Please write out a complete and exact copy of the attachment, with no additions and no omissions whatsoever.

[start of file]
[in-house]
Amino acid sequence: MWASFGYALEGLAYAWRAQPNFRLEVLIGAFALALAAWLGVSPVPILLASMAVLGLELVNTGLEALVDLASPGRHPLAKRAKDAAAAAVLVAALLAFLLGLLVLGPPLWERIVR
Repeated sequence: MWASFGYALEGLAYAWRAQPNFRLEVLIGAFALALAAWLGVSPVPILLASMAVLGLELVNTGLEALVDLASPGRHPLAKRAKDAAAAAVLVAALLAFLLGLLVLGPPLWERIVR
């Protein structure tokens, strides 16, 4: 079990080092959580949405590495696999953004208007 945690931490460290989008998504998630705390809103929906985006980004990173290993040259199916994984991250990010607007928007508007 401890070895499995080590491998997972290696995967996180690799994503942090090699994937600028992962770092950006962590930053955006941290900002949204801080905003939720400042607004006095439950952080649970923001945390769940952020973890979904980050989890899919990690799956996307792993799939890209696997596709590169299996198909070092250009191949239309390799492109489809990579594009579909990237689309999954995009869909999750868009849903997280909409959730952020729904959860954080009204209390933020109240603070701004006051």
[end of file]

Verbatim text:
[in-house]
Amino acid sequence: MWASFGYALEGLAYAWRAQPNFRLEVLIGAFALALAAWLGVSPVPILLASMAVLGLELVNTGLEALVDLASPGRHPLAKRAKDAAAAAVLVAALLAFLLGLLVLGPPLWERIVR
Repeated sequence: MWASFGYALEGLAYAWRAQPNFRLEVLIGAFALALAAWLGVSPVPILLASMAVLGLELVNTGLEALVDLASPGRHPLAKRAKDAAAAAVLVAALLAFLLGLLVLGPPLWERIVR
């Protein structure tokens, strides 16, 4: 079990080092959580949405590495696999953004208007 945690931490460290989008998504998630705390809103929906985006980004990173290993040259199916994984991250990010607007928007508007 401890070895499995080590491998997972290696995967996180690799994503942090090699994937600028992962770092950006962590930053955006941290900002949204801080905003939720400042607004006095439950952080649970923001945390769940952020973890979904980050989890899919990690799956996307792993799939890209696997596709590169299996198909070092250009191949239309390799492109489809990579594009579909990237689309999954995009869909999750868009849903997280909409959730952020729904959860954080009204209390933020109240603070701004006051």